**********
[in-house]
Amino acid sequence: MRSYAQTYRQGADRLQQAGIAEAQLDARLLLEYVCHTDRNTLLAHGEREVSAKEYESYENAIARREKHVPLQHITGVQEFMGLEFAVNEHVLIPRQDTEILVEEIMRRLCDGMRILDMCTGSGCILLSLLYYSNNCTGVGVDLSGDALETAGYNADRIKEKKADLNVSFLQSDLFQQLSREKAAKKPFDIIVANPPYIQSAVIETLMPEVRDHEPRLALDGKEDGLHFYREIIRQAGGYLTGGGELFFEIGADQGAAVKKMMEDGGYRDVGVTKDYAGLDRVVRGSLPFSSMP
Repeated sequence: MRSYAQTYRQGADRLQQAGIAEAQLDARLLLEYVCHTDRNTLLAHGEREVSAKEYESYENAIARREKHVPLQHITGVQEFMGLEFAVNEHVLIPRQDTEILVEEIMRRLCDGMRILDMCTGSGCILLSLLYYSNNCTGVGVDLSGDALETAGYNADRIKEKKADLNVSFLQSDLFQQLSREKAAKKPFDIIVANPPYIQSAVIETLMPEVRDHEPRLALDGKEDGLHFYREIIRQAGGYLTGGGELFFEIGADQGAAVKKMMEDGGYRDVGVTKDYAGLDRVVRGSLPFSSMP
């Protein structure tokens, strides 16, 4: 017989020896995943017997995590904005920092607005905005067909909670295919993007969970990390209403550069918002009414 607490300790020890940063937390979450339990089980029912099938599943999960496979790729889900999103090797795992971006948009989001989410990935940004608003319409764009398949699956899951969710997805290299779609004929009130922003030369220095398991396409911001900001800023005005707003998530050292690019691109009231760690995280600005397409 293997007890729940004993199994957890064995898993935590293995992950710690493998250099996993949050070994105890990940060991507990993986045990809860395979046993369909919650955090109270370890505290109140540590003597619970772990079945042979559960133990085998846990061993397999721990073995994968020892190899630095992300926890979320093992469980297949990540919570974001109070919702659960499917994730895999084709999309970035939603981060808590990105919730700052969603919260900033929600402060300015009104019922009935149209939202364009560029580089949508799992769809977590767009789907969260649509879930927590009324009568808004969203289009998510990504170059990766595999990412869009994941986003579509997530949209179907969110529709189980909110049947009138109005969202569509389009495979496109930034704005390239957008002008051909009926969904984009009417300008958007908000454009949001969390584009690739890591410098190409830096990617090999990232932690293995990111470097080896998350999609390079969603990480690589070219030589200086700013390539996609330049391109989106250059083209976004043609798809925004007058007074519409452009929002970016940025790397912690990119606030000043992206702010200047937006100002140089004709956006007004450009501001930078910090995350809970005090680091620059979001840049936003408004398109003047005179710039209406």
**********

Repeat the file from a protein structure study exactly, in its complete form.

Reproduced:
[in-house]
Amino acid sequence: MRSYAQTYRQGADRLQQAGIAEAQLDARLLLEYVCHTDRNTLLAHGEREVSAKEYESYENAIARREKHVPLQHITGVQEFMGLEFAVNEHVLIPRQDTEILVEEIMRRLCDGMRILDMCTGSGCILLSLLYYSNNCTGVGVDLSGDALETAGYNADRIKEKKADLNVSFLQSDLFQQLSREKAAKKPFDIIVANPPYIQSAVIETLMPEVRDHEPRLALDGKEDGLHFYREIIRQAGGYLTGGGELFFEIGADQGAAVKKMMEDGGYRDVGVTKDYAGLDRVVRGSLPFSSMP
Repeated sequence: MRSYAQTYRQGADRLQQAGIAEAQLDARLLLEYVCHTDRNTLLAHGEREVSAKEYESYENAIARREKHVPLQHITGVQEFMGLEFAVNEHVLIPRQDTEILVEEIMRRLCDGMRILDMCTGSGCILLSLLYYSNNCTGVGVDLSGDALETAGYNADRIKEKKADLNVSFLQSDLFQQLSREKAAKKPFDIIVANPPYIQSAVIETLMPEVRDHEPRLALDGKEDGLHFYREIIRQAGGYLTGGGELFFEIGADQGAAVKKMMEDGGYRDVGVTKDYAGLDRVVRGSLPFSSMP
């Protein structure tokens, strides 16, 4: 017989020896995943017997995590904005920092607005905005067909909670295919993007969970990390209403550069918002009414 607490300790020890940063937390979450339990089980029912099938599943999960496979790729889900999103090797795992971006948009989001989410990935940004608003319409764009398949699956899951969710997805290299779609004929009130922003030369220095398991396409911001900001800023005005707003998530050292690019691109009231760690995280600005397409 293997007890729940004993199994957890064995898993935590293995992950710690493998250099996993949050070994105890990940060991507990993986045990809860395979046993369909919650955090109270370890505290109140540590003597619970772990079945042979559960133990085998846990061993397999721990073995994968020892190899630095992300926890979320093992469980297949990540919570974001109070919702659960499917994730895999084709999309970035939603981060808590990105919730700052969603919260900033929600402060300015009104019922009935149209939202364009560029580089949508799992769809977590767009789907969260649509879930927590009324009568808004969203289009998510990504170059990766595999990412869009994941986003579509997530949209179907969110529709189980909110049947009138109005969202569509389009495979496109930034704005390239957008002008051909009926969904984009009417300008958007908000454009949001969390584009690739890591410098190409830096990617090999990232932690293995990111470097080896998350999609390079969603990480690589070219030589200086700013390539996609330049391109989106250059083209976004043609798809925004007058007074519409452009929002970016940025790397912690990119606030000043992206702010200047937006100002140089004709956006007004450009501001930078910090995350809970005090680091620059979001840049936003408004398109003047005179710039209406």